The justification of second-degree decisions to order and especially to prolong pre-trial detentions is usually summed up in a few lines. Most often they only state that the first instance decision has been upheld, because the reasons given are valid in every respect.
They already suggest that the decision to extend the detention has been made arbitrarily, without any genuine justification.
Are there any legal remedies available at the European Court of Human Rights?
Unjustifiably long pre-trial detentions may infringe our right to liberty, set forth in Article 5 of the European Convention on Human Rights. This means that defendants can turn to the European Court of Human Rights. We have to be careful, because the time limit within which we can turn to Strasbourg is six months after the end of the pre-trial detention.
Also, we must remember that the Strasbourg practice defines the end of the pre-trial detention in a different way, compared to Hungary.
According to Hungarian law, pre-trial detention may be applied during second and third instance procedures as well. In contrast, Strasbourg only considers such imprisonment as pre-trial detention up until the first instance decision is issued. Which means that the deadline for submitting a case to Strasbourg is counted from the announcement of the first instance decision, even if there is no final and binding judgement in the defendant’s case. This time slot may start even earlier if the trial court ended the defendant’s detention before it adopted its first instance decision.
It must be noted that according to the practice of the courts, we cannot claim that the extension of the detention was against the European Convention until a year has passed since the coercive measure had been ordered.
If a defendant decides to turn to the Court for being held in pre-trial detention for less than a year, our experiences show that according to the Court’s latest practice it would reject the application on account of the fact that none of the human rights in the Convention has been violated.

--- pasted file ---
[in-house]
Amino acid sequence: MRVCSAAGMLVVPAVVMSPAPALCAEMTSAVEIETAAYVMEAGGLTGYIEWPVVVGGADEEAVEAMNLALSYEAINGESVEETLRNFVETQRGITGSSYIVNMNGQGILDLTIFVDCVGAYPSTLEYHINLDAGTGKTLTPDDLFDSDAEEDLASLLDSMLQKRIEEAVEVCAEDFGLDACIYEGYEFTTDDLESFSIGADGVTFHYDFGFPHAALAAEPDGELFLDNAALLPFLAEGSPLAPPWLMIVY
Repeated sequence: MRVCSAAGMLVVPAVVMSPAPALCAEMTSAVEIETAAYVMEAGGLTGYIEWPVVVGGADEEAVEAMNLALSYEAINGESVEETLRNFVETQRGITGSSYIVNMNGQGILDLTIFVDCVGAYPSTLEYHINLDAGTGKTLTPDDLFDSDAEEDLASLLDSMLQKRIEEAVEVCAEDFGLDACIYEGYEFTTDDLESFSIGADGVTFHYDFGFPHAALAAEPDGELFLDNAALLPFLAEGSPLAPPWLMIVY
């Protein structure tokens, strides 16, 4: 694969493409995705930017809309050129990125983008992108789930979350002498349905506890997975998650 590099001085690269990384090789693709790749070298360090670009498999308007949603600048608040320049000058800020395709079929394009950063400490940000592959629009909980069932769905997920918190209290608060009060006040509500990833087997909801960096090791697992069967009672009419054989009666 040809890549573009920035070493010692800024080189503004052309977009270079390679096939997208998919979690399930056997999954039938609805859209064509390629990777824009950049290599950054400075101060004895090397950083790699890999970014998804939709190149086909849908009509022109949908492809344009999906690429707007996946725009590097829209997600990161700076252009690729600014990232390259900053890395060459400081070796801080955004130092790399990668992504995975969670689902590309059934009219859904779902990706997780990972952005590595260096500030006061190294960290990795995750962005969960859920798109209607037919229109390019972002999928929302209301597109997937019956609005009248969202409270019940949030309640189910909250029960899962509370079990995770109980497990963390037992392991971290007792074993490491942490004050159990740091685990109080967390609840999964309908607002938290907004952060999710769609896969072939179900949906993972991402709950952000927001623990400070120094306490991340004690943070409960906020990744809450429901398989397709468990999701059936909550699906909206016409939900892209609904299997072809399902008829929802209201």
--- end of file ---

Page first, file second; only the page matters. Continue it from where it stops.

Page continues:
On the other hand, almost all cases of pre-trial detentions over one year have been successful when taken to Strasbourg.
How much compensation is due after the decision of the European Court of Human Rights?
According to the Court’s practice, the defendant is not entitled to a particular amount of compensation (for more information: Case of Şahin Çağdaş v Turkey). However, the amount of the compensation may not be negligible or disproportionately small compared to the severity of the unlawful circumstances applied against the defendant, that is the unjustified extension of the detention, because this would render the right, guaranteed by Article 5 of the Convention, feigned and weightless.
The Strasbourg court stated that the amount of compensation awarded may not be smaller than the compensations awarded by the Court in similar cases. It is clear that the Court tries to be consistent when it comes to awarding compensation for too long detentions.
Our latest experiences show that in the case of a 33-month detention, for example, the Court suggested EUR 3,000 to be awarded if the Parties agreed to settle the case amicably. In the Hunvald v Hungary case the Court also declared that there had been a violation of Article 5 § 3 of the Convention, because the applicant’s detention was prolonged without any genuine review, therefore it awarded EUR 2,700 compensation and EUR 2,000 for the costs and expenses incurred. There was another case, where the court not only stated that the prolonged detention had been illegal, but also that Articles 3,8 and 13 of the Convention had been violated, awarding EUR 12,500 compensation and EUR 6,000 for the costs. Hagyó v Hungary case).
What can you do?
In short: it is highly likely that the Strasbourg court will state that there has been a violation of the law if the pre-trial detention was longer than one year, its extension was unjustified and arbitrary, and we seek legal remedy in time.
If you feel that you have been a victim of such illegal conduct by the authorities in terms of your pre-trial detention, do not hesitate to contact us.